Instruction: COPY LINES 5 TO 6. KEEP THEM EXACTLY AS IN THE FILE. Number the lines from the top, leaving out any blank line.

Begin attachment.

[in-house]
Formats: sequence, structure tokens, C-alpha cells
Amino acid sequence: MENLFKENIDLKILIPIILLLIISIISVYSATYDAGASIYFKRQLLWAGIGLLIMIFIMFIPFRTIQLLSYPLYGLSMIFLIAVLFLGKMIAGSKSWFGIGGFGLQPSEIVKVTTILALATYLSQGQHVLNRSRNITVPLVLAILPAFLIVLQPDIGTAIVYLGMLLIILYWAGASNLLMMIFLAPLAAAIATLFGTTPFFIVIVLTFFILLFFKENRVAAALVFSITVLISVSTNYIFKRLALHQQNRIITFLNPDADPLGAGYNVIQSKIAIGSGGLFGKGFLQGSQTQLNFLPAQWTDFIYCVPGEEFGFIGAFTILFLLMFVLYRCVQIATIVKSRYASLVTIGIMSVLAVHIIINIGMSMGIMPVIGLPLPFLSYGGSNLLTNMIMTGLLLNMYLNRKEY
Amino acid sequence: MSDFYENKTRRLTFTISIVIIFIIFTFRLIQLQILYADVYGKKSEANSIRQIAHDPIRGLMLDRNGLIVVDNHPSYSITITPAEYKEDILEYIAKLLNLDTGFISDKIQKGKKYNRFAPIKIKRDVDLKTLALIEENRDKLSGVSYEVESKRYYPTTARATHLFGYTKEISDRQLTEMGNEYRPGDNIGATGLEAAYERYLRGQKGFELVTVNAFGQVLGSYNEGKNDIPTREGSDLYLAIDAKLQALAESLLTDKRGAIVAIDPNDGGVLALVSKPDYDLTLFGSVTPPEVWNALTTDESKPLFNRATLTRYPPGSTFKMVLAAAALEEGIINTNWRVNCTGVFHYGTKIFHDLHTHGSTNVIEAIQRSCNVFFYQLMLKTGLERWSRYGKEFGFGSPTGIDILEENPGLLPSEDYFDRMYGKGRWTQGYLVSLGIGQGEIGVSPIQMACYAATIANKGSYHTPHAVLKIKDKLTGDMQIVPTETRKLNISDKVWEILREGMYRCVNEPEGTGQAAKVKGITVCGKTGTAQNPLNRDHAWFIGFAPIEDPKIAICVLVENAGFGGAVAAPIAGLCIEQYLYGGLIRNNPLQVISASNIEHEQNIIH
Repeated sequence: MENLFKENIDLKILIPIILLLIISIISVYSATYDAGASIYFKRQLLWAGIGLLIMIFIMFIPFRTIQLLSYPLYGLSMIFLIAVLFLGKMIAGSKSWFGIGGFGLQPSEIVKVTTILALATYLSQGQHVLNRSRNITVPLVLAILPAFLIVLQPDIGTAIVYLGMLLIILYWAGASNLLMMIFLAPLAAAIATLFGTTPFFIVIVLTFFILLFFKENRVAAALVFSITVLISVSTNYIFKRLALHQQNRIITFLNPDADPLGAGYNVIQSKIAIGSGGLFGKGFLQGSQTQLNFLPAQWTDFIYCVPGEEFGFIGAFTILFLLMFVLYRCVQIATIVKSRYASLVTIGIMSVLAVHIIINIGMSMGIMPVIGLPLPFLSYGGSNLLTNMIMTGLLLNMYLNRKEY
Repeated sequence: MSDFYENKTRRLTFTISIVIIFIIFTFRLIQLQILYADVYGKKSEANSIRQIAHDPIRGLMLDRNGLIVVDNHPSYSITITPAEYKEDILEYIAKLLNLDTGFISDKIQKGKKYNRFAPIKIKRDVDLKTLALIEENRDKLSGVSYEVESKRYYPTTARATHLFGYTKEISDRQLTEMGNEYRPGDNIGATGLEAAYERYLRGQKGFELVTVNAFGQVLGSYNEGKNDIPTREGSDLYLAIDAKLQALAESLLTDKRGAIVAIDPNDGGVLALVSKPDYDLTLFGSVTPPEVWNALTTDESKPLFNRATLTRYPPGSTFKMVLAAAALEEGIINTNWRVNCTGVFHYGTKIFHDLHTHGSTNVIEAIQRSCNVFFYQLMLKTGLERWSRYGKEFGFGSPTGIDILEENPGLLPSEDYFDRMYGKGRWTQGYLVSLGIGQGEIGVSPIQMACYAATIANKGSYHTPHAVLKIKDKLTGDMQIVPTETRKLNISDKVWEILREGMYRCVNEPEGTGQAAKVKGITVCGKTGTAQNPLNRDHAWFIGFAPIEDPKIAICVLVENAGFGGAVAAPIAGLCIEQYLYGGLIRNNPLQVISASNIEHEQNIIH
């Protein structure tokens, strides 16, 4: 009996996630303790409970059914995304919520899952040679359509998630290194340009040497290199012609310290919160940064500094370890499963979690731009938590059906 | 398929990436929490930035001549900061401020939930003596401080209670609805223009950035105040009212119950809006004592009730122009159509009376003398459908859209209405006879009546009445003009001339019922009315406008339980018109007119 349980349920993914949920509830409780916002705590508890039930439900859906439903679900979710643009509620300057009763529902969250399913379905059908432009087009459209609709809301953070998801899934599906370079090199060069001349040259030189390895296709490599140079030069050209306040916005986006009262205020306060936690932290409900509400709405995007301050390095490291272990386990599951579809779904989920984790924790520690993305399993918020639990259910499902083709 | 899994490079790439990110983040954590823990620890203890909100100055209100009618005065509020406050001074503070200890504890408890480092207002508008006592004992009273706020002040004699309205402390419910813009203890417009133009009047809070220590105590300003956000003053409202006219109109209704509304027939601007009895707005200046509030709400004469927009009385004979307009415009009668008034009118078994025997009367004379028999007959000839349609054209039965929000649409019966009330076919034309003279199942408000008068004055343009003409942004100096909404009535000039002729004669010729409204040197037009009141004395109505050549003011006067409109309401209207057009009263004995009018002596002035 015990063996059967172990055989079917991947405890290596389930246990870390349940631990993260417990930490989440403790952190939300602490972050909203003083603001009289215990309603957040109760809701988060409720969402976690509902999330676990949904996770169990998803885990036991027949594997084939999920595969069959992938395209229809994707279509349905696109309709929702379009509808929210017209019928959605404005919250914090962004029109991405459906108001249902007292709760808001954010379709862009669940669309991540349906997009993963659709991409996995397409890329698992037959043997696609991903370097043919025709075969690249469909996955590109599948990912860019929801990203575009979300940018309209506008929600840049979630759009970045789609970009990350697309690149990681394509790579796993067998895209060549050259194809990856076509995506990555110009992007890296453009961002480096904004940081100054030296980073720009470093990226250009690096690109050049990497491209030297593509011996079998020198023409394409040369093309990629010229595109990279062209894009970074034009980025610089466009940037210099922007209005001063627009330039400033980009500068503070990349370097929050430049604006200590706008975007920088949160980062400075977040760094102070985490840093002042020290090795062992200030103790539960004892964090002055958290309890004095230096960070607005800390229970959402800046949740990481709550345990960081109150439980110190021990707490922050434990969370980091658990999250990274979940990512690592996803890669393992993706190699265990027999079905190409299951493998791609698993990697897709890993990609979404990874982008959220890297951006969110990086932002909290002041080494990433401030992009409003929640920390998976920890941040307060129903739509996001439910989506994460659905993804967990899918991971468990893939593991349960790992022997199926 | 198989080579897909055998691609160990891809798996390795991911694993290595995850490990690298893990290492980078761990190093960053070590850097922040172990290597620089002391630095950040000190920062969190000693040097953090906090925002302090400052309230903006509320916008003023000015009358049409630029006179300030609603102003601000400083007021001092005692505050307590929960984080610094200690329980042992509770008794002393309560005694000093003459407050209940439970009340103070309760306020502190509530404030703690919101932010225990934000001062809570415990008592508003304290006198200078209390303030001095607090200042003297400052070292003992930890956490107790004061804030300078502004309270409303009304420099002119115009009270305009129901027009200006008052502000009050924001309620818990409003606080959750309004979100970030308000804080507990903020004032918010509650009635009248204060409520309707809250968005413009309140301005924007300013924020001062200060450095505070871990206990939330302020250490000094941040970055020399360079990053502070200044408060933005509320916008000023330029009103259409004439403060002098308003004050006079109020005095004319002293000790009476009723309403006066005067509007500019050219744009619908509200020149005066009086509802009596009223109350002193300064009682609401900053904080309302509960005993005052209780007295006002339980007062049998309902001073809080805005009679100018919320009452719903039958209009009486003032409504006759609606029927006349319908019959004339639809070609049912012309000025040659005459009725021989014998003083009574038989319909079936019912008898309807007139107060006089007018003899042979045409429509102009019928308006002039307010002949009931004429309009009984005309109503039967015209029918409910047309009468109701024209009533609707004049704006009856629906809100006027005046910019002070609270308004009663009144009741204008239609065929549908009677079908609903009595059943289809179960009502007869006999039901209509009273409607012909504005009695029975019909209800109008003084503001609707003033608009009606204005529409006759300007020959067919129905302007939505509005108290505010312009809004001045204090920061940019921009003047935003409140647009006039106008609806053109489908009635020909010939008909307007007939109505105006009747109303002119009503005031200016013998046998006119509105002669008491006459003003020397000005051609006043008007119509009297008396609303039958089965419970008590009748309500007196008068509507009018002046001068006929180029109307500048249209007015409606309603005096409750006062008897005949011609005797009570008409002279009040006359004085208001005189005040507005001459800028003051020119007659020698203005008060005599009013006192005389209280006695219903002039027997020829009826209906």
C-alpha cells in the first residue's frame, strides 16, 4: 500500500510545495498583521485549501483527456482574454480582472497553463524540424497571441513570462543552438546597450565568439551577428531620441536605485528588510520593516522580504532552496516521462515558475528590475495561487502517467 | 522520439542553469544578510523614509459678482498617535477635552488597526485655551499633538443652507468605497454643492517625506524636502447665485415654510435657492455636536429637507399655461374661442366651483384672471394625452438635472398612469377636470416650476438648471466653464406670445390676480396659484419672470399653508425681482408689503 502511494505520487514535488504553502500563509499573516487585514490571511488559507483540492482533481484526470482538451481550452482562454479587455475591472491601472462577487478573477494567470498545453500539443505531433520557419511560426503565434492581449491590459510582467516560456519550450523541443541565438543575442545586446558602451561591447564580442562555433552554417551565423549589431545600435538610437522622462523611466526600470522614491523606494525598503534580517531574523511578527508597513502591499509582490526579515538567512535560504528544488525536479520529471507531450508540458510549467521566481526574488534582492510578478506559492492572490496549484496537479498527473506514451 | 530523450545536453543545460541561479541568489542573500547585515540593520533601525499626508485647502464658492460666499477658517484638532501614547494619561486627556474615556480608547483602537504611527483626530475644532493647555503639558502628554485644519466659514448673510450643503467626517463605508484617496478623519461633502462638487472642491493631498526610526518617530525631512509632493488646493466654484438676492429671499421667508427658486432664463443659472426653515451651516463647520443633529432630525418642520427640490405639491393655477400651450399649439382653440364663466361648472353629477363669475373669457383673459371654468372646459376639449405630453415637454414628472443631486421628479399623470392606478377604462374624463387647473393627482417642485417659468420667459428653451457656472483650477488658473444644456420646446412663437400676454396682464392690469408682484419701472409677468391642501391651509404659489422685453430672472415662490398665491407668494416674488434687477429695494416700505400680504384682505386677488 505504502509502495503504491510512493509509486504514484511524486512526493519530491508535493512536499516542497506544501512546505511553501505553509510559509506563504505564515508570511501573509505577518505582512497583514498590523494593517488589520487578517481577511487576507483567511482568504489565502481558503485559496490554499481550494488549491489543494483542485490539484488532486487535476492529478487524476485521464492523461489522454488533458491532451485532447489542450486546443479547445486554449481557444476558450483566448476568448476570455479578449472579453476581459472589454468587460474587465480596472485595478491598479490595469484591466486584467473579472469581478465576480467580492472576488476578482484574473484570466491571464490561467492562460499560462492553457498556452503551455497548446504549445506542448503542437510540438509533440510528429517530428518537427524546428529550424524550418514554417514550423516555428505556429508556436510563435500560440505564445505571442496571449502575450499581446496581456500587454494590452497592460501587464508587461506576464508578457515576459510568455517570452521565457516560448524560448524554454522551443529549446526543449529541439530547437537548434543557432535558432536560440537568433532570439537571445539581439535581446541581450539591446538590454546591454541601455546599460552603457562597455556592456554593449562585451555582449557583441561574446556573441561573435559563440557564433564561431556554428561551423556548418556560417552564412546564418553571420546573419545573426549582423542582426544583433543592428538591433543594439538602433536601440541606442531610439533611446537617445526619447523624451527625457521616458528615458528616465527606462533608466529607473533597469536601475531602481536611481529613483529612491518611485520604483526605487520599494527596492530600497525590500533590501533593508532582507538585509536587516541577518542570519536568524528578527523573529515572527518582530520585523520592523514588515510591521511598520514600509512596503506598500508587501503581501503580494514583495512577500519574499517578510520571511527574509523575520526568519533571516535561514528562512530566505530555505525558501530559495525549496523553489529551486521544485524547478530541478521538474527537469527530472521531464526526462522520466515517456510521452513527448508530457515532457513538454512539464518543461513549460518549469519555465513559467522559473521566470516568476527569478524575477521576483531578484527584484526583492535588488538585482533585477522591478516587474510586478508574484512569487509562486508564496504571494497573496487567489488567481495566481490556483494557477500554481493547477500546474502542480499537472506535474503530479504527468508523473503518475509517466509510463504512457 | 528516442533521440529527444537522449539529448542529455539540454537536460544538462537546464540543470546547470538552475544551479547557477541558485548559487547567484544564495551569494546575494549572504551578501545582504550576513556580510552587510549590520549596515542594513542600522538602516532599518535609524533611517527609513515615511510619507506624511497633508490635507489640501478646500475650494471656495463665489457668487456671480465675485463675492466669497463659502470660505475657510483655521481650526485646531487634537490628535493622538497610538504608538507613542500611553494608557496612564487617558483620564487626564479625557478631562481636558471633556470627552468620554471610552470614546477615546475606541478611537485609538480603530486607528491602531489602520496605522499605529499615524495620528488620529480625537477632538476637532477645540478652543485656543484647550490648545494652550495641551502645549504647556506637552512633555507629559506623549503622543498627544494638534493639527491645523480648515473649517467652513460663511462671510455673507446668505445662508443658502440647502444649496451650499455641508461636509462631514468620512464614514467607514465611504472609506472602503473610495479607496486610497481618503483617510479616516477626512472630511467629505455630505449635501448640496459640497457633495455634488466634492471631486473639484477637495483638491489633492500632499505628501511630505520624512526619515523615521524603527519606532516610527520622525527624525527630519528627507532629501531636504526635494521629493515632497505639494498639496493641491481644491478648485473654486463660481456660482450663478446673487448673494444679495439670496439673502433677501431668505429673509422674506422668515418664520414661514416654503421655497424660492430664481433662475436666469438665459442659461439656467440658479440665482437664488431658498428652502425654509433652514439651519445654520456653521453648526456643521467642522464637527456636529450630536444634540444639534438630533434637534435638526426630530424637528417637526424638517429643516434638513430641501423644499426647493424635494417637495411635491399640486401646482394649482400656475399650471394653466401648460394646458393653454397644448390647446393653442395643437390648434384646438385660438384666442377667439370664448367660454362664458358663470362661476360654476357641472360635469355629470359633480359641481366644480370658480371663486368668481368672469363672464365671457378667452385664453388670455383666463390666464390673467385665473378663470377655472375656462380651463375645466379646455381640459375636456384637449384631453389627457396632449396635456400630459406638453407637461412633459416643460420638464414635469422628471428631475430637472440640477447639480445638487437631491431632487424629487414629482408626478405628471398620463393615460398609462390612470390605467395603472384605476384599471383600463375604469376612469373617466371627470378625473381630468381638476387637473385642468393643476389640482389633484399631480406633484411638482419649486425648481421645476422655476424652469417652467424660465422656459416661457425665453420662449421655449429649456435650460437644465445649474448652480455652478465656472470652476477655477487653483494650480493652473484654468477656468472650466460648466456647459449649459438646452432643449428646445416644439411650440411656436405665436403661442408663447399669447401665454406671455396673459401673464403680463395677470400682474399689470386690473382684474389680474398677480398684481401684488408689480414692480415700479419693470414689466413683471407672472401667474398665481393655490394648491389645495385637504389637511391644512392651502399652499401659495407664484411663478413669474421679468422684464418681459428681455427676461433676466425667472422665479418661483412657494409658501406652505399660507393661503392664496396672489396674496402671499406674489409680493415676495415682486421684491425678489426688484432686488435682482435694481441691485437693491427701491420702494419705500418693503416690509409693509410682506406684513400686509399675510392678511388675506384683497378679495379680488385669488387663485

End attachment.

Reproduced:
Repeated sequence: MENLFKENIDLKILIPIILLLIISIISVYSATYDAGASIYFKRQLLWAGIGLLIMIFIMFIPFRTIQLLSYPLYGLSMIFLIAVLFLGKMIAGSKSWFGIGGFGLQPSEIVKVTTILALATYLSQGQHVLNRSRNITVPLVLAILPAFLIVLQPDIGTAIVYLGMLLIILYWAGASNLLMMIFLAPLAAAIATLFGTTPFFIVIVLTFFILLFFKENRVAAALVFSITVLISVSTNYIFKRLALHQQNRIITFLNPDADPLGAGYNVIQSKIAIGSGGLFGKGFLQGSQTQLNFLPAQWTDFIYCVPGEEFGFIGAFTILFLLMFVLYRCVQIATIVKSRYASLVTIGIMSVLAVHIIINIGMSMGIMPVIGLPLPFLSYGGSNLLTNMIMTGLLLNMYLNRKEY
Repeated sequence: MSDFYENKTRRLTFTISIVIIFIIFTFRLIQLQILYADVYGKKSEANSIRQIAHDPIRGLMLDRNGLIVVDNHPSYSITITPAEYKEDILEYIAKLLNLDTGFISDKIQKGKKYNRFAPIKIKRDVDLKTLALIEENRDKLSGVSYEVESKRYYPTTARATHLFGYTKEISDRQLTEMGNEYRPGDNIGATGLEAAYERYLRGQKGFELVTVNAFGQVLGSYNEGKNDIPTREGSDLYLAIDAKLQALAESLLTDKRGAIVAIDPNDGGVLALVSKPDYDLTLFGSVTPPEVWNALTTDESKPLFNRATLTRYPPGSTFKMVLAAAALEEGIINTNWRVNCTGVFHYGTKIFHDLHTHGSTNVIEAIQRSCNVFFYQLMLKTGLERWSRYGKEFGFGSPTGIDILEENPGLLPSEDYFDRMYGKGRWTQGYLVSLGIGQGEIGVSPIQMACYAATIANKGSYHTPHAVLKIKDKLTGDMQIVPTETRKLNISDKVWEILREGMYRCVNEPEGTGQAAKVKGITVCGKTGTAQNPLNRDHAWFIGFAPIEDPKIAICVLVENAGFGGAVAAPIAGLCIEQYLYGGLIRNNPLQVISASNIEHEQNIIH